As I've said in my blog about "The Number 5" I tend to organize my life and my projects in groups of 5. My 2009 Review has five segments - Harvard Medical School, State projects, and Federal projects which I presented yesterday plus Beth Israel Deaconess and my personal life which I'll present today.
Beth Israel Deaconess had a turbocharged 2009 which included a new alliance with Atrius Health, numerous new applications, and significant infrastructure improvements.
Community EHR - the first step toward care coordination among all providers associated with BIDMC is to ensure all PCPs, specialists, and referring clinicians have electronic health records. In 2009 we built a data center filled with virtual servers, clustered databases, and software as a service EHR applications fully integrated into our statewide data exchange for administrative transactions, e-prescribing and clinical data sharing. It's a huge change management project as well as a technical one.
Infrastructure - Just as with Harvard, BIDMC experienced explosive growth in the need for storage, especially of medical images. We developed a tiered storage system of SAN, NAS, and Cloud Storage using EMC products. The end result is the right storage platform for the business requirements of the data. We continued to virtualize our servers, cluster our databases, build redundant electrical systems, and ensure business continuance through geographically separated data centers. We elected to move our mainframe to an external hosting facility/vendor - a major transition for us. We enhanced our security capabilities significantly, revised our network architecture for robustness, and upgraded to Exchange 2007, expanding email box size tenfold.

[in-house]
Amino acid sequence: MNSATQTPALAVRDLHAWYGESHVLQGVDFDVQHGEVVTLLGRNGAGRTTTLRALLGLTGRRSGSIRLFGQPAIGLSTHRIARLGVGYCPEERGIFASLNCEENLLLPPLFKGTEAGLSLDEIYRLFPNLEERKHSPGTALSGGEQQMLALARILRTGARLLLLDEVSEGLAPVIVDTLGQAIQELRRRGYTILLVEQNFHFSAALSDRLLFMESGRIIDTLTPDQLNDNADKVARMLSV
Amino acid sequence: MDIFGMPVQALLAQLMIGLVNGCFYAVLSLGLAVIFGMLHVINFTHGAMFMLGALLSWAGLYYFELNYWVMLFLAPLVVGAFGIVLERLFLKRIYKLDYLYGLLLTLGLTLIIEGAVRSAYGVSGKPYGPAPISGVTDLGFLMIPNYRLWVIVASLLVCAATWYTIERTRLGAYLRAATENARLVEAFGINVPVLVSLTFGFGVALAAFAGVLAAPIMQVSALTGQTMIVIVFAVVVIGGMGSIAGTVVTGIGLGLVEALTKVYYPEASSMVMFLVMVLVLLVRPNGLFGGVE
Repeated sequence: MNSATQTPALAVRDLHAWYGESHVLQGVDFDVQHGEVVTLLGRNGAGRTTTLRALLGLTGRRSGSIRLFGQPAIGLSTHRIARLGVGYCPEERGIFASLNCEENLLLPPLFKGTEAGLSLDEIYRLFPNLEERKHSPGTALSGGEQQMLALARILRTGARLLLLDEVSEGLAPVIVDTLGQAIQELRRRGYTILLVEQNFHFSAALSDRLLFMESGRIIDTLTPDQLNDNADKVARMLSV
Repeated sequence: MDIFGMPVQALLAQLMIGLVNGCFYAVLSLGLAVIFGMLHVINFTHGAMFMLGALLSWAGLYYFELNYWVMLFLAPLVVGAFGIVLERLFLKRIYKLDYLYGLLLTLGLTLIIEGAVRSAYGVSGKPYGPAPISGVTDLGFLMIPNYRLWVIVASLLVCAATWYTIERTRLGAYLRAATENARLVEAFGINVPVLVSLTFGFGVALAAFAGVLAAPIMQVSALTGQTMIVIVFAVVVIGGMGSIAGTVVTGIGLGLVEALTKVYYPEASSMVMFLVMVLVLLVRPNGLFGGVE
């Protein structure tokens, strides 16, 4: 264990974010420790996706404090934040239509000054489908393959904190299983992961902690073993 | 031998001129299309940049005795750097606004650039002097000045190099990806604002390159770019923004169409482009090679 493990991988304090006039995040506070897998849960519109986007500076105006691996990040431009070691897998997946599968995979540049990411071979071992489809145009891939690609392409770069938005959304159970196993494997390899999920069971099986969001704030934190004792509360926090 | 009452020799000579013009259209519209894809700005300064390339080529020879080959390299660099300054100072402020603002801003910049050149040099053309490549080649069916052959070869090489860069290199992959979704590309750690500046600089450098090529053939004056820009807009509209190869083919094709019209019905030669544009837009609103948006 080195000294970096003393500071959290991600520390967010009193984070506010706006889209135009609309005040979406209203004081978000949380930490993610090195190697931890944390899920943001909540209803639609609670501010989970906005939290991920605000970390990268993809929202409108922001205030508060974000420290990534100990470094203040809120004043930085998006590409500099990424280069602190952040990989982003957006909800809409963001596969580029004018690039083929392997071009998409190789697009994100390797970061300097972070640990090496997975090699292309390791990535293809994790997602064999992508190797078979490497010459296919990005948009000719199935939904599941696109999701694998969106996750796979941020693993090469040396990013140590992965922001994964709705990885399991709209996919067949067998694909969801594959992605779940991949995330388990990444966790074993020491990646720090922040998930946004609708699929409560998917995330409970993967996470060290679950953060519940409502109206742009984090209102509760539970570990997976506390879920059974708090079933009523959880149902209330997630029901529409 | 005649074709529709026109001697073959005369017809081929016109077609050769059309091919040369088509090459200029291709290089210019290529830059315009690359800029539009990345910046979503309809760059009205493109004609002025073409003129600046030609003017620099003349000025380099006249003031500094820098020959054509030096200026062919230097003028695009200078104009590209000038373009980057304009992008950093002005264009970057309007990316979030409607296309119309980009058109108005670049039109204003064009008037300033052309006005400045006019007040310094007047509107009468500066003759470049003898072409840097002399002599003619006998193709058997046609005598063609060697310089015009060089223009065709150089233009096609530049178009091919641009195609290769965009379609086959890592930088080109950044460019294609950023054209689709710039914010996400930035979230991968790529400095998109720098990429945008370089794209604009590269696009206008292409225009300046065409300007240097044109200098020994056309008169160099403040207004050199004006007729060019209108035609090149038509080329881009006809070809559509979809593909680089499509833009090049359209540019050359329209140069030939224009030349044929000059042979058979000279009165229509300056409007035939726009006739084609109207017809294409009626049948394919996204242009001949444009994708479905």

Clinical - We completed our ICU automation efforts, implementing Metavision through all critical care areas including fully electronic documentation and device interfacing. We completed the programming for provider order entry in the NICU and Emergency Department, our last remaining areas with paper orders (both go live in 2010). We implemented electronic Emergency Department documentation, an electronic ED Dashboard at BID-Needham, automated inpatient Oncology management that is fully integrated with our existing outpatient system, pharmacy initiated renewals as part of e-prescribing, results sign off, scanning of the inpatient record, and created a plan for enterprise image management of all modalities over the next year. We enhanced our extranet, redesigned our intranet (goes live in mid 2010), created web-based radiology workflow tools, increased our business intelligence capabilities, and brought new focus to our laboratory information systems project. Interoperability projects linking BIDMC, community providers, patients, government and payers via the NEHEN gateway accelerated and will continue to flourish in 2010 with our Boston Public Health and Community Quality Data Warehouse projects.